In Medieval times comets were thought to foretell plagues, wars, and the deaths of kings, so a pandemic should be just the time for one to show up. These days we know comets are dirty snowballs leftover from the material that formed the Solar System and not related to terrestrial events, but it seems we are getting a particularly unusual one anyway, and it may put on a quite spectacular show.
The inner Solar System is visited by dozens of comets each year, but most are so faint it takes a telescope to see them. When C/2019 Y4 ATLAS was discovered back in December (coincidentally around the time news of the new coronavirus reached beyond Wuhan) it looked to be just another of these. ATLAS's brightness was anticipated to peak around magnitude 9, some 40 times too faint to see with the naked eye.
It has now exceeded that brightness two months early, and is getting brighter every night. Cometary luminosity is notoriously hard to predict, as those who have been bitterly disappointed by one comet after another failing to live up to expectations can attest. With ATLAS already behaving in unexpected ways, it could either be the brightest comet in 13 years or another dud.
The two best comets of recent years were hidden from most of the world's population deep in the southern skies when at their best, so a generation has grown up in the northern hemisphere without the chance to witness the true glory of visitors brighter than Venus.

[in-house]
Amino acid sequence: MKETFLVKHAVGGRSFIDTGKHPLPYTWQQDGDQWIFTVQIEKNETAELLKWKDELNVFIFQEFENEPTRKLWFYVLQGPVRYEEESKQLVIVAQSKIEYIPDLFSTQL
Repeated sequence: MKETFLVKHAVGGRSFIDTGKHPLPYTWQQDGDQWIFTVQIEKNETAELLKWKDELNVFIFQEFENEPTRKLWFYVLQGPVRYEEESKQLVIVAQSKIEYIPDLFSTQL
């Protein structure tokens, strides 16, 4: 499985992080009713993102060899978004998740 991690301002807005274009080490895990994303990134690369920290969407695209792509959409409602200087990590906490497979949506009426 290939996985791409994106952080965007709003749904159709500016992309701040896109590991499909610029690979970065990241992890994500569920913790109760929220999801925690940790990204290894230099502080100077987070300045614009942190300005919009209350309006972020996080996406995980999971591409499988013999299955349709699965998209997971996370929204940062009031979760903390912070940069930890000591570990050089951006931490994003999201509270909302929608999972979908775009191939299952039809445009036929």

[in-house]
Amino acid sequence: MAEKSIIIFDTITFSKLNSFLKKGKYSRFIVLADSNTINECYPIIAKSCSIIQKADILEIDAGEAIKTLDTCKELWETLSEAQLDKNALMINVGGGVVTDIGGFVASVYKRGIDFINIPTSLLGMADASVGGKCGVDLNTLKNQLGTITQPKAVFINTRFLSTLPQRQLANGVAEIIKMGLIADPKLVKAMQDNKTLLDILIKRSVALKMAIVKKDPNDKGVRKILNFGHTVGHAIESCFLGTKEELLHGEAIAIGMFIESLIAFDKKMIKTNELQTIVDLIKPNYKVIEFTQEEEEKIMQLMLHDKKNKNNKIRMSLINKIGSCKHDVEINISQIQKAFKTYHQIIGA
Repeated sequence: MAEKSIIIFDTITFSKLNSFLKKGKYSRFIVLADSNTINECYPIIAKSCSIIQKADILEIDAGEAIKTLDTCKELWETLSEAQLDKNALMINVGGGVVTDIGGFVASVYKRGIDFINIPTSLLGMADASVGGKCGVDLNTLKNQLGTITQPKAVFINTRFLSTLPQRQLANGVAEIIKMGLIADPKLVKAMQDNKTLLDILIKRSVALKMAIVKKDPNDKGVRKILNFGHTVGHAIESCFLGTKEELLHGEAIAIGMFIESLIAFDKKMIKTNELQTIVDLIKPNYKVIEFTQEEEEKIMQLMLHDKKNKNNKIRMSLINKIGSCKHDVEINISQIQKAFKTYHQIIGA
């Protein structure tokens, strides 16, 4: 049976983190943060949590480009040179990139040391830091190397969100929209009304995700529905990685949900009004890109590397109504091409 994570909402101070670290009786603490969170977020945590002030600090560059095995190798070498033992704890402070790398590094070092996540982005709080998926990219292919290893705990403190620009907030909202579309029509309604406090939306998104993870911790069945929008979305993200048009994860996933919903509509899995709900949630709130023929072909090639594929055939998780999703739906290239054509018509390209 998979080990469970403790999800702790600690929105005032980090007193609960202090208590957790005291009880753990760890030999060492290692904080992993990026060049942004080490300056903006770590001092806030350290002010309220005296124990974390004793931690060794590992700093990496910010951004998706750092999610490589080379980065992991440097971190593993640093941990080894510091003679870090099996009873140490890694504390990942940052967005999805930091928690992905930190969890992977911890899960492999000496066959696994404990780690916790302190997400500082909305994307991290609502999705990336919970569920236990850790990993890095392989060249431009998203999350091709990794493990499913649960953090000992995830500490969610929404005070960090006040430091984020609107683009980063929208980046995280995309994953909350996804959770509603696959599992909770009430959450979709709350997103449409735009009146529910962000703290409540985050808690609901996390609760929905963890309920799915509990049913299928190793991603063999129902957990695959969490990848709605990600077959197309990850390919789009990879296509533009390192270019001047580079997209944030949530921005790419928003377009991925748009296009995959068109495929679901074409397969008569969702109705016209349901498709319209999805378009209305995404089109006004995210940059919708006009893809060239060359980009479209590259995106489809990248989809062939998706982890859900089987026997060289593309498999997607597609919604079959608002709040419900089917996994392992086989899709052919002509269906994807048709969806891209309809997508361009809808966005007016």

Instead of brightening at a relatively steady rate of a magnitude every week or two, ATLAS suddenly jumped in magnitude a hundred-fold in brightness in a few days. Comets often brighten as the Sun vaporizes their volatile elements (their ice), but such a rapid change is hard to explain. If the current trend continues it will be visible to the naked eye by early April and spectacular in early May.
Unfortunately, by late May, as it approaches peak brightness it will be so close to the Sun it will be visible for a decreasing amount of time after sunset until it vanishes altogether. It's visibility after it reemerges from the glare is anyone's guess.
Anyone in the northern hemisphere with binoculars or a telescope can track ATLAS’s movement already – it’s currently crossing in Ursa Major and moving slowly, although its apparent motion will speed up dramatically.
Experienced comet-watchers are already expressing surprise at its appearance. At two-thirds of the diameter of the Moon it's much larger and more diffuse than would be expected of an object at this distance. Again, we don’t know why.
A more explicable feature is that ATLAS's 5,467-year orbit is almost identical to that of the Great Comet of 1844, a visitor so impressive it had a town in Queensland, Australia named after it. It’s thought both were once part of a larger object that broke up, probably when the ice holding it together melted on a previous close approach to the Sun. These two, and possibly other components, continued to trace the same orbit, but with the distance between them growing with time.